By Rose Marie Scott-Blair
When the National Weather Service issued a red flag warning last Tuesday because of anticipated high winds and dry conditions for the next day, San Diego Gas & Electric put its fire emergency procedures into operation.
The first step, which began at 6 p.m. on Nov. 1, was to call customers in wind-prone areas to alert them about the red flag warning and the possibility that the conditions could cause power outages, said SDG&E spokesman Stephanie Donovan. Using its automated message system, the utility contacted 11,500 customers in backcountry areas of Ramona, Julian, Wynola, Santa Ysabel, Buckman Springs, Potrero and Descanso.
“We wanted them to be prepared for possible power outages as a result of the weather or the possibility that SDG&E might have to turn off power for public safety, depending on the weather conditions,” Donovan said.
The utility also opened its emergency operations center so that it could closely monitor weather conditions, using the 130 weather stations that it has installed in high fire risk areas in the past four years.
“We used to have only one weather station per circuit, and now some circuits have as many as five, so we can try to pinpoint the potential impact of weather on our system,” Donovan said. “We also began staging crews in wind-prone areas to hasten response time.”
A typical crew is four SDG&E troubleshooters and two or three firefighters, who are part of a contract wildfire strike team hired by the utility.
“SDG&E had about 90 people staged in the areas where the highest winds were forecast,” Donovan said. “This included our distribution crews, contract firefighters, transmission construction and maintenance crews, and even Telecomm personnel.”
The staging of observers turned out to be “invaluable,” she said.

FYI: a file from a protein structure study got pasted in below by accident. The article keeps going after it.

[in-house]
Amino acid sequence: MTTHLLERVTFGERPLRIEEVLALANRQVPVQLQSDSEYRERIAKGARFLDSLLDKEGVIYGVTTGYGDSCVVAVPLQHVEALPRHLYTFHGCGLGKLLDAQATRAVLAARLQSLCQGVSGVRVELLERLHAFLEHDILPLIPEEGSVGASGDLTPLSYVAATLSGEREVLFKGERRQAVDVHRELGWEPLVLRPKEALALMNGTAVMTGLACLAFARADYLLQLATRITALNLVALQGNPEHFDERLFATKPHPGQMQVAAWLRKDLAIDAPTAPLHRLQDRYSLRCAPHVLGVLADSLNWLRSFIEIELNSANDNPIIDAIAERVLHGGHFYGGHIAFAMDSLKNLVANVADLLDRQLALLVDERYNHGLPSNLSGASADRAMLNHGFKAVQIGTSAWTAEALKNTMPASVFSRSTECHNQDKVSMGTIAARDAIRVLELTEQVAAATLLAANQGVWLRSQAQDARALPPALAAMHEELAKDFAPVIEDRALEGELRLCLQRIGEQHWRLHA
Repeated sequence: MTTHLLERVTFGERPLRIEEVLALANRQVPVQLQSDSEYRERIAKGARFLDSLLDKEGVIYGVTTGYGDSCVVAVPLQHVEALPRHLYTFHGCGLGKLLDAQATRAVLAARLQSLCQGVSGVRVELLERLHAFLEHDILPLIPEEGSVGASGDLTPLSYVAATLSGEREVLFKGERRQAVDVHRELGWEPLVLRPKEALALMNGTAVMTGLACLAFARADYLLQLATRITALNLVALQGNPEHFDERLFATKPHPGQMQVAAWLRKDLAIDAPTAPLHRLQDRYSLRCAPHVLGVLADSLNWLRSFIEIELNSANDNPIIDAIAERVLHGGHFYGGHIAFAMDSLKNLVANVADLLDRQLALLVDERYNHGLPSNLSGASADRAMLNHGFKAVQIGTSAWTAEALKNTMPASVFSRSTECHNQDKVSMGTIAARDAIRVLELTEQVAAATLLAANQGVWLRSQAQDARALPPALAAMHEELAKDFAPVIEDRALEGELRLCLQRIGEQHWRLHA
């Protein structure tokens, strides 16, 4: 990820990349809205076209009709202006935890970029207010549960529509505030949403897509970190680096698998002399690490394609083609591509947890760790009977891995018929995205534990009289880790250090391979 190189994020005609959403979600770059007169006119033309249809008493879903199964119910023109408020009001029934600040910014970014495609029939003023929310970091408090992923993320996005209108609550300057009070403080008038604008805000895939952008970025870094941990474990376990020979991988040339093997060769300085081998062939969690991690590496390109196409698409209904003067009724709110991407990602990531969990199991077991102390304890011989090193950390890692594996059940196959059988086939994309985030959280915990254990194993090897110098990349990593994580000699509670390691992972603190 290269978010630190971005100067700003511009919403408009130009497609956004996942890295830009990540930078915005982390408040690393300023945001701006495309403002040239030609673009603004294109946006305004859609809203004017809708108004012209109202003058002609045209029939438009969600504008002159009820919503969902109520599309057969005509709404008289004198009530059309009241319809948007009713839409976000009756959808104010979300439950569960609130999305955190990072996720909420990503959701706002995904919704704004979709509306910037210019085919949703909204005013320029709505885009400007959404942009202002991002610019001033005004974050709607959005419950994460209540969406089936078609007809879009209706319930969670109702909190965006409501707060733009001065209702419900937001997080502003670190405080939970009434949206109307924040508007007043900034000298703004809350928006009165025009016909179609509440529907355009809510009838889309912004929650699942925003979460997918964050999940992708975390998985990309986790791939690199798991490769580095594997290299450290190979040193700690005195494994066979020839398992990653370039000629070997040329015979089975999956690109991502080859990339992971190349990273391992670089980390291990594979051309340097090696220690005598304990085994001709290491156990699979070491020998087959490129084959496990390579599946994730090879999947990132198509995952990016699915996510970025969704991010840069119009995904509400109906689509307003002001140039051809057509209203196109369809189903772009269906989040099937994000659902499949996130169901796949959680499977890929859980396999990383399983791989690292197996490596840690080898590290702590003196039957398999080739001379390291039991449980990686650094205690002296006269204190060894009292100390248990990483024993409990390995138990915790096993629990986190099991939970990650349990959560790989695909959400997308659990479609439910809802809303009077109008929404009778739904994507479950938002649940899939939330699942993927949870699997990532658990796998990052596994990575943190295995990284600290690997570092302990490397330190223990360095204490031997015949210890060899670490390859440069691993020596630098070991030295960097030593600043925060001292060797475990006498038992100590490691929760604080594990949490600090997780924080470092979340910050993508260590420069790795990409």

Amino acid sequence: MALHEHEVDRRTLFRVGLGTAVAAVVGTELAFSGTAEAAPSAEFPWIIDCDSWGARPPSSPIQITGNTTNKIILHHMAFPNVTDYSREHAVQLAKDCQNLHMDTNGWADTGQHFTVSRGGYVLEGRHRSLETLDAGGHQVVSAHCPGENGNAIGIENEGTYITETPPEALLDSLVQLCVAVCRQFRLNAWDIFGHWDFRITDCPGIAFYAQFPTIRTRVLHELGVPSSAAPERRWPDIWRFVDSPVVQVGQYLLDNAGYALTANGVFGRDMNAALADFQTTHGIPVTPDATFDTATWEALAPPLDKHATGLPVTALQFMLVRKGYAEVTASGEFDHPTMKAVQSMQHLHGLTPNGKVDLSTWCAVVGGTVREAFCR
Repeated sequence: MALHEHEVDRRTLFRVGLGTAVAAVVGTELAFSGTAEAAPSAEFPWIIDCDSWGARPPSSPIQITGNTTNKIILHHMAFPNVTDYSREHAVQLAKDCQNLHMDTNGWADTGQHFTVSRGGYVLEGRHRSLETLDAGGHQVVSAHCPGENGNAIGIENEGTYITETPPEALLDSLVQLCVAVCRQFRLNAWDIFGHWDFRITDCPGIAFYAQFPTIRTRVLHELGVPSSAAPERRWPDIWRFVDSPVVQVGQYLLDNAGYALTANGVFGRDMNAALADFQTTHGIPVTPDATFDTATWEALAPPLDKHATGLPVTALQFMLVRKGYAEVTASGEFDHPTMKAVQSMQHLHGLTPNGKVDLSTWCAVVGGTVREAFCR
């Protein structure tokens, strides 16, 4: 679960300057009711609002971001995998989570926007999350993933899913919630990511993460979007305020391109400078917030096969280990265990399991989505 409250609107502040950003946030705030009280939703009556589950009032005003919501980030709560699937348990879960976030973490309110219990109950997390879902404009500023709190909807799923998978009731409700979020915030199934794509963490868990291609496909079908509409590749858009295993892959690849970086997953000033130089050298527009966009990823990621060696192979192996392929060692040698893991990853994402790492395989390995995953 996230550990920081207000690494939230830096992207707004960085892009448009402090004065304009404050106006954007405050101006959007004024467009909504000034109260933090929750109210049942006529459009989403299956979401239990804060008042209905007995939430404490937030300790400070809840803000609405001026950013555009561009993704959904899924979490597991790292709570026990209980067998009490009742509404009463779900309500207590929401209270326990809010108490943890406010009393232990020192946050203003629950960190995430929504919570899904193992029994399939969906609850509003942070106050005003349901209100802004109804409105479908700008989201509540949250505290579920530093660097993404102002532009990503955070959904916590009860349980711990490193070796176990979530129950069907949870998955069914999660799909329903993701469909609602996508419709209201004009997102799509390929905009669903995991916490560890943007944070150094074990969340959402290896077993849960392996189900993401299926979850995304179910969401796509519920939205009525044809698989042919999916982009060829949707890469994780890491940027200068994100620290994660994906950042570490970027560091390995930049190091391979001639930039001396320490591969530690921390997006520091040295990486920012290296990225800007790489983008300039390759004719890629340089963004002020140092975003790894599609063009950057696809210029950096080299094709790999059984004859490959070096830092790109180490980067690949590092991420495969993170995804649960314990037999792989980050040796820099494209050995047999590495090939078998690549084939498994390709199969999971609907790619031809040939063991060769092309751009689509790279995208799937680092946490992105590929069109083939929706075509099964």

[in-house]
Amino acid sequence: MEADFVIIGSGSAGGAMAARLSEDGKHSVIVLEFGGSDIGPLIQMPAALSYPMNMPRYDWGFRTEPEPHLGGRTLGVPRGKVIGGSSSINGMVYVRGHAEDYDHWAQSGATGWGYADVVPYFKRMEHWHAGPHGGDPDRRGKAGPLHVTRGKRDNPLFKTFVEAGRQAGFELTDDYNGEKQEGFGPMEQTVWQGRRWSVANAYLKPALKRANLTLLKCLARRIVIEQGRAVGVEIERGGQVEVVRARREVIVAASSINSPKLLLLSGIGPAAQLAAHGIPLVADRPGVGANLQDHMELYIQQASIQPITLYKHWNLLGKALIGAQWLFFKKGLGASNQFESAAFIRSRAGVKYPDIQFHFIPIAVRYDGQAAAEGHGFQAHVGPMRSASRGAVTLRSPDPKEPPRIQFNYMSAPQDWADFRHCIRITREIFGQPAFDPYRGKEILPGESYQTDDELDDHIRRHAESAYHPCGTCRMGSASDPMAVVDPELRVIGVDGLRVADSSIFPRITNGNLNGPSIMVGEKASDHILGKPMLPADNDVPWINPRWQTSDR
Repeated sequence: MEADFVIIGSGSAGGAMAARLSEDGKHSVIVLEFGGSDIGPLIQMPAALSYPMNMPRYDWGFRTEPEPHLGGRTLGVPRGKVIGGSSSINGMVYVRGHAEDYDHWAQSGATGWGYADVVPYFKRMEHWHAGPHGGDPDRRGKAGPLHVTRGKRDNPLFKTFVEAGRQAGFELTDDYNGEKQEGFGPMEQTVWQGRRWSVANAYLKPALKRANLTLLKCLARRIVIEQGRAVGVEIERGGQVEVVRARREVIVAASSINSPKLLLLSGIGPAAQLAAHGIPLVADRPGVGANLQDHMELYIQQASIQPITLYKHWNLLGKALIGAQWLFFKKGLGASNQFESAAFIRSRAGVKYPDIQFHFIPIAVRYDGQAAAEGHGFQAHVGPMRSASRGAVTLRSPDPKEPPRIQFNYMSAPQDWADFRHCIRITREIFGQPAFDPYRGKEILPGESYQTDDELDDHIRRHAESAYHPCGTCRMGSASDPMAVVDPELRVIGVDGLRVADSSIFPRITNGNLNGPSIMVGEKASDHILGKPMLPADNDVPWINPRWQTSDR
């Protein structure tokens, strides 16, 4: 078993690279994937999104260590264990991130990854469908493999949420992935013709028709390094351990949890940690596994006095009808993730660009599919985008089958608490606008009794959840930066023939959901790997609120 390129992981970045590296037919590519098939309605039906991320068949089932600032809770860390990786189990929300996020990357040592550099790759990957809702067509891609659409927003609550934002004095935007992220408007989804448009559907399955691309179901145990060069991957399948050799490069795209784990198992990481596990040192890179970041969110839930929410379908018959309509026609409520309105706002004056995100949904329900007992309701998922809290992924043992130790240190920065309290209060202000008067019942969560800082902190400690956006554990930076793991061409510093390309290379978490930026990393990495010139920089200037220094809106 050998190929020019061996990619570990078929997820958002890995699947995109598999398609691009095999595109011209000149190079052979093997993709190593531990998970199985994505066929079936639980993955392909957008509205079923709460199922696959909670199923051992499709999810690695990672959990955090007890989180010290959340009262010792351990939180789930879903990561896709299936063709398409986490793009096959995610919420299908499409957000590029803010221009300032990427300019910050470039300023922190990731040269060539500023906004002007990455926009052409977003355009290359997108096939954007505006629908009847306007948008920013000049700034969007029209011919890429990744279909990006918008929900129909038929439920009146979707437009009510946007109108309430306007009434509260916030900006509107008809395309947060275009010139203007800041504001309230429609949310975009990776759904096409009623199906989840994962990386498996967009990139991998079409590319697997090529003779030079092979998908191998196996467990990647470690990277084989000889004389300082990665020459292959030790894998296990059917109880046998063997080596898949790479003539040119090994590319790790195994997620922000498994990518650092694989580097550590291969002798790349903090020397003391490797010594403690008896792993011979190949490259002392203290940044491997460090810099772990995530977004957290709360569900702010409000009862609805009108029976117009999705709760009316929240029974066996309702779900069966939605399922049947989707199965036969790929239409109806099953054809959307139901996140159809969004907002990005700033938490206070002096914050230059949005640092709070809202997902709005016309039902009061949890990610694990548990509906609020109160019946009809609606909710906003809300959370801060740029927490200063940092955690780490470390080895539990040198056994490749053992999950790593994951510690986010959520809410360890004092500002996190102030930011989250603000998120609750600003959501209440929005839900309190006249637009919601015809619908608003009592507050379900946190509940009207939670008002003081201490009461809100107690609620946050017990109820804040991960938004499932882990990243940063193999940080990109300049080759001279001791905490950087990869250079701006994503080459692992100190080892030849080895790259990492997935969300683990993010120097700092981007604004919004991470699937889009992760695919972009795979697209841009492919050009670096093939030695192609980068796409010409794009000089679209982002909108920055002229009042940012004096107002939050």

“Specifically, an electric troubleshooter out of SDG&E’s construction and operations center in Escondido followed fire trucks onto Tribal Road within the Rincon Reservation to find poles and wire down with a half-acre fire. It was determined the line was a 2.4 kilovolt customer-owned equipment,” Donovan said.
“Another troubleshooter patrolling a line came across a leaning pole with secondary wire in the Rincon area, and was able to call it in and get it fixed. Finally, one of SDG&E’s weather stations in the Santa Ysabel area stopped updating in the middle of the event, so one of the stand-by crews was sent to troubleshoot the issue and soon had the weather station back on line communicating via cellular modem.”
During the high winds on Wednesday, Nov. 2, the SDG&E distribution system had a total of seven outages, affecting 5,500 customers, Donovan said. Of these, only three were wind-related, impacting about 1,225 customers.
SDG&E also contacted all its “medical baseline” customers who depend on electrically operated life-support equipment.
“We were mobilized and ready to go out in person to make sure of the welfare of our customers,” Donovan said. “Fortunately, the winds were not as strong as forecast, and we didn’t have to knock on any doors.”